But strangely enough: rum bottler/importer Velier mentioned on its Albion 1994 rum that it was produced in a Wooden Coffey still. So either they made a mistake, or the ‘Albion’ on their label doesn’t refer to the still that has been used, but to the cane, that might have been from the Albion sugar estate. Albion is a town in Guyana, and home to the largest sugar manufacturer in the Caribbean region. And to complicate things even more: this estate is not to be confused with another Albion Sugar Estate…in Jamaica.
Later this weeek we taste for you the above mentioned Velier’s Albion 1994
Rum-ours are just very short tastingnotes from various rums we try on an evening out. Yes, when we are too lazy to make real tasting notes…
Arcane 12 yo – Mauritius – 40 abv
This is a very strange rum in oh so many ways. On the nose it’s Pisang Ambon all the way. Green bananas and loads of vanilla. In the mouth: green bananas again..but where the hell is the alcohol? This is ever so smooth and soft. Really: this seems like an alcohol free beverage. But at 40 abv, it’s dangerously smooth.
In the empty glass: sandalwood and dry eucalypt (like in a sauna).
Not bad at all, but it misses punch and, well yeah, alcohol.
Dzama NAS – Madagaskar – 52 abv
So let’s spice things a bit up. This one is vanilla, honey and flowers: rose and potpourri. Sweets and fresh sugarcane. No bitterness whatsoever. Oh, and a whiff of ginger too. Again rather smooth. Is this really 52 abv? Mdium long finish.
The Rum: Enmore 1995 Full Proof – 61.2 abv
Bottled: 02-2011 by Velier from 8 different casks: cask 7104-7105-7106-7107-7108-7109-7110-7111
Nose: starts on a strange combination of earthy notes (wet earth) with a little minty freshness. On the background plays some heavy dark molasses with a floral perfume. Butterscotch. The high alcohol volume doesn’t really show in the nose. Mineral too: flintstone. In fact: this is a rather shy and closed nose. After a while comes some very light sulphur that actually brings some depth to the whole. Cherrybonbons with a subtle smokiness.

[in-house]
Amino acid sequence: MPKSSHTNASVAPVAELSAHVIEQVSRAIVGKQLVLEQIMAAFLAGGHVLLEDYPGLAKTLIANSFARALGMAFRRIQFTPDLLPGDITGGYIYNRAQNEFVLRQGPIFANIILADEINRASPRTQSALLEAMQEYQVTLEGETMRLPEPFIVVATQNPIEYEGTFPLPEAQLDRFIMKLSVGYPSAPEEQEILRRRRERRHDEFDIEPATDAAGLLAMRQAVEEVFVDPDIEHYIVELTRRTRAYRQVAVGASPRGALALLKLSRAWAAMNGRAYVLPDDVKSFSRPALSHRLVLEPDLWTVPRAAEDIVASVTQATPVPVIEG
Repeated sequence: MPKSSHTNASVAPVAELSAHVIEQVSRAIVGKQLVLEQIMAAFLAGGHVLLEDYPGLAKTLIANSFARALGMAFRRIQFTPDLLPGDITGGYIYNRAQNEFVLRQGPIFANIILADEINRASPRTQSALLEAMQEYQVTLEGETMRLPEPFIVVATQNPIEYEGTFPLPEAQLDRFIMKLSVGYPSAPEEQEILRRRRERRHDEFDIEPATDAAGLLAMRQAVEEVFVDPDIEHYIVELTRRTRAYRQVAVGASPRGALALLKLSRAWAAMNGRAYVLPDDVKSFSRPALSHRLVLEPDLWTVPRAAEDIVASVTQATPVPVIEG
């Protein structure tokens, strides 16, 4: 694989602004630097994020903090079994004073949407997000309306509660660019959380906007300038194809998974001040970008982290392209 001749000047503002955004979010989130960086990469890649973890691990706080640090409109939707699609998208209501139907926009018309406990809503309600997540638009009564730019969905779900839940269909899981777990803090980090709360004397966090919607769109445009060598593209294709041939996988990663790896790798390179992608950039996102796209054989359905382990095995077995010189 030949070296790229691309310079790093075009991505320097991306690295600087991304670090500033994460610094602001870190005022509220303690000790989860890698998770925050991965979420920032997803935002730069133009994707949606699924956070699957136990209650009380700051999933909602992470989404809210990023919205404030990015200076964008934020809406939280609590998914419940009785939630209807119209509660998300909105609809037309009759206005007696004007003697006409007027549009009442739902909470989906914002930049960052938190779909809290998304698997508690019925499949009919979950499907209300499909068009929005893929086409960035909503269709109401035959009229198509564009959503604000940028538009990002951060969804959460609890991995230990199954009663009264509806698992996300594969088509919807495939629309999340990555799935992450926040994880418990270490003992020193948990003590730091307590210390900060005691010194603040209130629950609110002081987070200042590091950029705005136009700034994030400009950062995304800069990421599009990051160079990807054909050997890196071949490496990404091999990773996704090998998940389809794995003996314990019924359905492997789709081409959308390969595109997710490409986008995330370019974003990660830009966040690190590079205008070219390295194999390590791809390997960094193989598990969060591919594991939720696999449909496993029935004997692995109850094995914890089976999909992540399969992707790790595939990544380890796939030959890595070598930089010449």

Adding some water brings some more vanilla and black pepper.
Taste: strong alcoholic now, with loads of wood. Starts on a very short sweet note to become rather bitter. This is way to overpowering. So let’s ad some water to this rum.
With water: more fruity now. Some light exotic fruits (passion) and unripe plums. Gets less bitter.
Finish: rather bitter but very long and drying. Even a slightly metalic note. At the end the bitterness makes way for some softer and sweeter aroma’s.
Our score: Hmm…this is hard. On one hand this is a very a-typical rum with too much cask influence. But still, this is drinking history of course. Without water I’d give this 15/20…but with some water it gets up to 17/20. Let’s compromise….16/20
Remarks: 1995 was the very last year of distillation at the Enmore Estate. So another reason why this is drinking history ! Expect to pay (if ever you still would find a bottle like this!) a good 140 euro.
Once upon a time, more than 380 sugar estates were producing rum in Guyana. Nowadays, there’s only one rum distiller left in the country: Demerara Distillers Limited. But luckily enough, DLL owns a couple of the old stills, used in long forgotten times. Indeed, some of the stills are well over 200 years old.
One of those rare and wonderful stills is the so-called Enmore still: the last surviving still of the Enmore Distillery that was founded over 200 years ago.
The Enmore still isn’t just “a still”. It’s the last fully working wooden continuous Coffey still in the world. It is similar, or maybe even identical, to the very first continuous still constructed and patented by Aeneas Coffey in 1832! Since 1880 it has been producing a medium bodied rum with a nice, fruity aroma. Its unique flavour is attributed to the wooden structure of this very tall still.
DLL uses rum from this still to blend into the El Dorado rums.
Tomorrow however, we introduce you to a very unique rum: a vintage rum from 1995. This special cuvee is composed of 8 old barrels from the Enmore still in 1995.